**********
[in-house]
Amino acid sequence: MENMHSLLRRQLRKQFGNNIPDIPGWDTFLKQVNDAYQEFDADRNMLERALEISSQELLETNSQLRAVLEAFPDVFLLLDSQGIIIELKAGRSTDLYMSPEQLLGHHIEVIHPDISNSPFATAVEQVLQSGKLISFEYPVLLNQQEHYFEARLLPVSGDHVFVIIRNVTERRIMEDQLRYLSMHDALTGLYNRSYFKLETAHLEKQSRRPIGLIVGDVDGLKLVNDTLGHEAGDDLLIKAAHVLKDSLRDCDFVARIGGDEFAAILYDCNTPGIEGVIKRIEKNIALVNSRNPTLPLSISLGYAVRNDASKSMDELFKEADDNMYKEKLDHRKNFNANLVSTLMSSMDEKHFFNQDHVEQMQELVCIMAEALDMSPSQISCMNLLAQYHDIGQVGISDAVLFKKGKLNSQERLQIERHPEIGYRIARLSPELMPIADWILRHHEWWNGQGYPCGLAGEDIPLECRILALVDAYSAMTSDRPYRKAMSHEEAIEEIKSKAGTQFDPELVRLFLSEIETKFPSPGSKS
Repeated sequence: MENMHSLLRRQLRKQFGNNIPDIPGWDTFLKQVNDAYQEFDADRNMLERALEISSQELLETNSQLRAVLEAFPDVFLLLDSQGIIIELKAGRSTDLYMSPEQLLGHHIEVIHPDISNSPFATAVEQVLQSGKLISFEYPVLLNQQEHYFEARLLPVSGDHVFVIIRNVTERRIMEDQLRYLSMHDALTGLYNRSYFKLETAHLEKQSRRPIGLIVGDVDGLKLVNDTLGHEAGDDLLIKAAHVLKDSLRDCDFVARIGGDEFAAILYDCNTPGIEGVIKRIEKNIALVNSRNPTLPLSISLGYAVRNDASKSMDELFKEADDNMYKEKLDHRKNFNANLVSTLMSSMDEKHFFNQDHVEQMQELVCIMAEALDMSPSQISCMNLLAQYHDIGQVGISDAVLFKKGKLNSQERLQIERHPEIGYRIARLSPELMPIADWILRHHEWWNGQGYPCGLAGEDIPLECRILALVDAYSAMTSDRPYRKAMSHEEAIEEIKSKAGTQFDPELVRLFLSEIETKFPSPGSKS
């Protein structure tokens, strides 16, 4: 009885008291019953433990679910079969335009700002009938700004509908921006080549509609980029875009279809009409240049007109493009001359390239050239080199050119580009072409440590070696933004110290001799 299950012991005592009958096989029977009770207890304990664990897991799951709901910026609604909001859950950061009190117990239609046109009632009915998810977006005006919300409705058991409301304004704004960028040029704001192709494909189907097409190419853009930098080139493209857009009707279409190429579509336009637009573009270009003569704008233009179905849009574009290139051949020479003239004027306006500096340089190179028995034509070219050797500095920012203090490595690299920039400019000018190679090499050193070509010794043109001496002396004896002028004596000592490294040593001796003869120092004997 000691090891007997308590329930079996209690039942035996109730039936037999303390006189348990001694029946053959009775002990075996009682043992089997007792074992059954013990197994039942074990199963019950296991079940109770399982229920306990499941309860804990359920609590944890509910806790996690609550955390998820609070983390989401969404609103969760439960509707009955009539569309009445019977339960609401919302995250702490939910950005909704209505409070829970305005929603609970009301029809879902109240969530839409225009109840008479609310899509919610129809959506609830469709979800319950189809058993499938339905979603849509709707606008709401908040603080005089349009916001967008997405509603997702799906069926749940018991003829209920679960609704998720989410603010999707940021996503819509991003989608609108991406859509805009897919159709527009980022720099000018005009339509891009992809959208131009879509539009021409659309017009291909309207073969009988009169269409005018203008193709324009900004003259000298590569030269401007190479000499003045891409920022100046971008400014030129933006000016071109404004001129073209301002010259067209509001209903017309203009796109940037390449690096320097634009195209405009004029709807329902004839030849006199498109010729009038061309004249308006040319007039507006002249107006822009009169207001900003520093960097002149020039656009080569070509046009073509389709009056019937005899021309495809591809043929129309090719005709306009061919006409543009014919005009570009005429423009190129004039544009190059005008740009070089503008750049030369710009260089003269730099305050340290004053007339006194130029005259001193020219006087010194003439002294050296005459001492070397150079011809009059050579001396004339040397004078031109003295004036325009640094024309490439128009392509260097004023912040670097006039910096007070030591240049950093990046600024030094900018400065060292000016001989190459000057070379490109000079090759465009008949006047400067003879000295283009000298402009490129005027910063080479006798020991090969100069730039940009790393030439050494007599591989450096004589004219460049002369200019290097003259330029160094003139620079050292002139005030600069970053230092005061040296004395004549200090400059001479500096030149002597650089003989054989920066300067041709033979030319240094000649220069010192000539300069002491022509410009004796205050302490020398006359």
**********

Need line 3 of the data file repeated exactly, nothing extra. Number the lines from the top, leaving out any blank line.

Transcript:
Repeated sequence: MENMHSLLRRQLRKQFGNNIPDIPGWDTFLKQVNDAYQEFDADRNMLERALEISSQELLETNSQLRAVLEAFPDVFLLLDSQGIIIELKAGRSTDLYMSPEQLLGHHIEVIHPDISNSPFATAVEQVLQSGKLISFEYPVLLNQQEHYFEARLLPVSGDHVFVIIRNVTERRIMEDQLRYLSMHDALTGLYNRSYFKLETAHLEKQSRRPIGLIVGDVDGLKLVNDTLGHEAGDDLLIKAAHVLKDSLRDCDFVARIGGDEFAAILYDCNTPGIEGVIKRIEKNIALVNSRNPTLPLSISLGYAVRNDASKSMDELFKEADDNMYKEKLDHRKNFNANLVSTLMSSMDEKHFFNQDHVEQMQELVCIMAEALDMSPSQISCMNLLAQYHDIGQVGISDAVLFKKGKLNSQERLQIERHPEIGYRIARLSPELMPIADWILRHHEWWNGQGYPCGLAGEDIPLECRILALVDAYSAMTSDRPYRKAMSHEEAIEEIKSKAGTQFDPELVRLFLSEIETKFPSPGSKS